Another characteristics of Tsunotsuki is also a bull’s life span. Some of Tsunotsuki-ushi are raised to near the age of 20, which is the biological life of bulls. Given that life expectancy of beef cattle is between 2 and 3 years old, the length of the life of Tsunotsuki-ushi indicates how important Tsunotsuki-ushi are for Ushi-mochi.
3. Process of Tsunotsuki: Focusing on a draw
Basically, the order of Tsunotsuki is similar to that of sumo wrestling. Like with sumo, the earlier Tsunotsuki matches are held with young bulls, and stronger bulls are scheduled to fight as the matches progress. In the last three matches, called "Shimai-samban", great matches are arranged. For example, Yokozuna class bulls fight each other, or a middle-class bull challenges a Yokozuna class bull.
Tsunotsuki is not merely letting the bulls fight each other. There are various traditional rules in the work of a Seko and the process of Tsunotsuki fighting. These rules are very much seen in the processes surrounding the draw. Both bulls exert their strength and it is said that the state that they are equalized is the best. Therefore, if one bull is going to attack a little more and is likely to make the battle equal, the Seko will watch over the situation. On the contrary, if both bulls continue fighting and the state of equality is likely to collapse, then the Seko will draw them apart as soon as possible. Even if the difference in strength of the bulls is clear, Seko will create a state of equality and smoothly draw both bulls without missing that moment. Making an equal state is the most important role of Seko.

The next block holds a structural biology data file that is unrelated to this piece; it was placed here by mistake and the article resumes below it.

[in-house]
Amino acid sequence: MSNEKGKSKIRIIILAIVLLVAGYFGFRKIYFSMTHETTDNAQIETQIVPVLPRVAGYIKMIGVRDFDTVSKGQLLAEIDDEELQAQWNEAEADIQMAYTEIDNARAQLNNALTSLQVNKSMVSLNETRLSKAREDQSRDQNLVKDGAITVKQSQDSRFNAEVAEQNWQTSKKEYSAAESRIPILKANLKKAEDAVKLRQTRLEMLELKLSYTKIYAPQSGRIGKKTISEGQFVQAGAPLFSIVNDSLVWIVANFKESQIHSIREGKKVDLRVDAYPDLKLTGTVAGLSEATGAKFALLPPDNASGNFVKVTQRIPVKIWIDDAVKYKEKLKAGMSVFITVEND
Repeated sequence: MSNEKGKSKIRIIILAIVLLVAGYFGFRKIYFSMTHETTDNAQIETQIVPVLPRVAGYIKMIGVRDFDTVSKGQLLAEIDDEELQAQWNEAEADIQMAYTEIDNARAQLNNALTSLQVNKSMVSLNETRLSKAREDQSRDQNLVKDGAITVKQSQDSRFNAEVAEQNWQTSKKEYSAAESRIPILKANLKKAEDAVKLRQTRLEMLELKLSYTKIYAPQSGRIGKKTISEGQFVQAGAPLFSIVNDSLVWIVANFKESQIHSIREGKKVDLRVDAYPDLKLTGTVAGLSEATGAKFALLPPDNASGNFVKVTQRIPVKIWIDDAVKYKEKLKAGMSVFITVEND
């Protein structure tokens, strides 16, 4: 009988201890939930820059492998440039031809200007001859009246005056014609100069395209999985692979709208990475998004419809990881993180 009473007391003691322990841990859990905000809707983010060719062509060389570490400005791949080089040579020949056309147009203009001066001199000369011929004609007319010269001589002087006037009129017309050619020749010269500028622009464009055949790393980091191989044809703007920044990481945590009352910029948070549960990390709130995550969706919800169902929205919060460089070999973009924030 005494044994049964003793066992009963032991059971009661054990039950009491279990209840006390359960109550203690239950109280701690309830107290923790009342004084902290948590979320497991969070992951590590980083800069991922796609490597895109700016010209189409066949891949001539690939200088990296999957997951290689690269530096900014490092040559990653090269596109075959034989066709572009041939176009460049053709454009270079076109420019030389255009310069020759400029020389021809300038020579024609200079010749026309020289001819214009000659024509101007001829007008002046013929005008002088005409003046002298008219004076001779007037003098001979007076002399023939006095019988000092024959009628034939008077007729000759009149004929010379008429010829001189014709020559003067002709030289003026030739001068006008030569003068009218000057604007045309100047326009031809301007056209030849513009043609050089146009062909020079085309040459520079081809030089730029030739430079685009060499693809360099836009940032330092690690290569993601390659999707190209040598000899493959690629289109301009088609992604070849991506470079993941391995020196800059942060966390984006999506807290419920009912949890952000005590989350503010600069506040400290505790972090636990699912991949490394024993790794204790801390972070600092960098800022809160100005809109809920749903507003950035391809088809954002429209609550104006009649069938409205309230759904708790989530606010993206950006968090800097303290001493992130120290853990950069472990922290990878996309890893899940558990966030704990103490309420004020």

The basic work of a "draw" is as follows: first, Seko-cho, who is the chief Seko, judges the time of the draw and instructs Seko to draw. Next, two Tsunakake hook the rope to the bulls' hind leg at the same time at the indication from Seko-cho, and the Seko pull the ropes to stop the movement of the bulls. While the movement of the bulls is stopped, "Hana-tori" catch the holes of the bulls' nose, a sensitive part for the bull, to further aid in separating bulls. This also helps in calming the bulls down from the fight. The fight ends at the time the noses of both bulls are caught. Starting with the signal from the Seko-cho, it looks spectacular as the Seko head for the bulls all at once. Tsunotsuki until the draw is "bull vs. bull", and Tsunotsuki after the draw is "human vs. bull". Tsunotsuki consists of these two highlights. If this draw is done very smoothly, we hope you praise a good fight not only for the bulls, but also the Seko.
4. To know more about Tsunotsuki
Tsunotsuki is supported by involvement of many people. Leaders who watch over Tsunotsuki, a commentator who adds light commentary to every match, women who take over the reception desk and other chores, Seko and families with their bulls, local residents and tourists supporting from the audience. Tsunotsuki is well established for these people and their commitment is strong. Rather than seeing Tsunotsuki as just a "battle between bulls", you can also look at the traditions involved and various people behind it. Hopefully you will enjoy Tsunotsuki on a deeper level and find it very enthralling and engaging.